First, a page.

Outcome of the French Environmental Conference

chalutier © pierre gleizes



The French Fisheries Minister Frédéric Cuvillier had tried as hard as possible to avoid the deep-sea file to be on the agenda of the annual French Environmental Conference, but he didn’t succeed. The deep-sea topic was so addressed that it was even chosen as one of the topics mentioned in the Prime Minister’s closing speech on Saturday, September 21. His exact words were (not so bad for a first time) : “I am in favor of France being actively involved in EU discussions to better understand and manage deep-sea fishing.”

 What happened for the file to finally escape the control of the Fisheries Minister’s cabinet?

The gadflies were some politicians and united NGOs : Friends of the Earth, who invited BLOOM to represent them at the round table ” Marine Biodiversity ” (hereby receiving our deepest thanks), WWF, Humanité et Biodiversité. MEPs Sandrine Bélier and Yunus Omarjee also insisted that this matter be dealt with the ambition and courage it deserves. Sandrine Bélier proposed a moratorium on deep-sea fishing, NGOs requested that the position of France be determined in consultation with NGOs.
The debate that Denis Ody of the WWF, Bernard Labbat of Humanité et Biodiversité and Claire Nouvian on behalf of Friends of the Earth have generated was animated. NGOs reminded the Fisheries Ministers’ cabinet and the audience that France blocked the file at the Council of EU Ministers and the positions of Cuvillier’s cabinet were identical to those of industrial fishing lobbies. NGOs have also pointed to the fact that the Minister seemed to honor local electoral interests that do not represent the interests of the French people. Meanwhile, the General Director of WWF France gave similar remarks in the round table “Circular Economy”.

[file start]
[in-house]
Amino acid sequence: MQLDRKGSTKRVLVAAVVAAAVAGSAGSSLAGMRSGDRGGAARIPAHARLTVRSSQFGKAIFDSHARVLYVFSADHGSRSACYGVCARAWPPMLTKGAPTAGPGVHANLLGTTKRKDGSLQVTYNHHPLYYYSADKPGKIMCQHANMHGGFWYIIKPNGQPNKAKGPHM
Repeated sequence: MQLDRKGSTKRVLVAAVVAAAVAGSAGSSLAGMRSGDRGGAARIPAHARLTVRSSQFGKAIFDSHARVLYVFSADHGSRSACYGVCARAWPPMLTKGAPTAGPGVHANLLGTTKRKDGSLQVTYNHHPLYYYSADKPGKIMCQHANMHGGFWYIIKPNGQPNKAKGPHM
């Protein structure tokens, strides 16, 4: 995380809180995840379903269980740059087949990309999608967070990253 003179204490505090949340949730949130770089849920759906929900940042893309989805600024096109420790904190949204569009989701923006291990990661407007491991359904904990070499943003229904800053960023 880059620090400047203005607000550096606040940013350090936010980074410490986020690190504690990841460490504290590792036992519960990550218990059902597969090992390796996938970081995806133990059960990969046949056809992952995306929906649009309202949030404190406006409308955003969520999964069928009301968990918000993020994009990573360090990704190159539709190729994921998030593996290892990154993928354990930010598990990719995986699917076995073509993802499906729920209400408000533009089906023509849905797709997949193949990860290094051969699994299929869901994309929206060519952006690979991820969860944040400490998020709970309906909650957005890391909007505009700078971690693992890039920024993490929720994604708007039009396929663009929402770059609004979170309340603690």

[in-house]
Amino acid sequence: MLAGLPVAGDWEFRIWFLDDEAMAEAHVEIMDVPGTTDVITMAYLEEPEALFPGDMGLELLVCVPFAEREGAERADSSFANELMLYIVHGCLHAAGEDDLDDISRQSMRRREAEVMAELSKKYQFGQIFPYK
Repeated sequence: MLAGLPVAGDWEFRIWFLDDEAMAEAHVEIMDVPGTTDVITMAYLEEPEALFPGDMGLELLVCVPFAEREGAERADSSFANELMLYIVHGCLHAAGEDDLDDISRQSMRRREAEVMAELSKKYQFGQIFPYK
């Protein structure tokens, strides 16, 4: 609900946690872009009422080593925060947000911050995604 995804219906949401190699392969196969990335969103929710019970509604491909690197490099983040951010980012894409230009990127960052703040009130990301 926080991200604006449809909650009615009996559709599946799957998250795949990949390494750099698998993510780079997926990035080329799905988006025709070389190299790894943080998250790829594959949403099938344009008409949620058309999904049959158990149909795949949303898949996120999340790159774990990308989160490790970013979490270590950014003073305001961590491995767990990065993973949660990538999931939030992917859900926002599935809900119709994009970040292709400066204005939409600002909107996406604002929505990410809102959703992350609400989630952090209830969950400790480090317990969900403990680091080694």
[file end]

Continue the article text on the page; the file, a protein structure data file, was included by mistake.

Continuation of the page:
NGOs exposed the essential issues about deep-sea trawl fisheries: there is no challenge in terms of jobs since only nine vessels are concerned in France and no more than 40 % of their catch are deep-sea species. They are extremely destructive of species and marine habitats on top of being subsidized and unprofitable.
The Minister avoided the question and got mixed up talking about exemplary deep-sea fleets that were labeled “MSC” (he does not know his files, as we already knew, see the legendary video of his speech at the National Assembly on artisanal fisheries representing 80% of vessels in France).

The Award of ignorance (or bad faith?) goes to…

The award of “File Ignorance” (or maybe bad faith) goes to MEP Isabelle Thomas (Socialist Party) who dared assert that scientific knowledge about deep-sea species was “extremely accurate”, causing laughter in the room and even a raised eyebrow from the otherwise imperturbable moderator, French researcher Françoise Gaill.

It is daring indeed, knowing that ICES reports and the European Commission’s official Communications about deep-sea species systematically hammer that limited scientific data do not allow reliable stock assessments (see links to these documents here).
The opinion of the European Commission on fishing opportunities for deep-sea species in 2013 and 2014 states: “With only two exceptions, the information available on deep-sea stocks covered by this proposal does not allow scientists to fully assess the stocks status, both in terms of population size or fishing mortality.”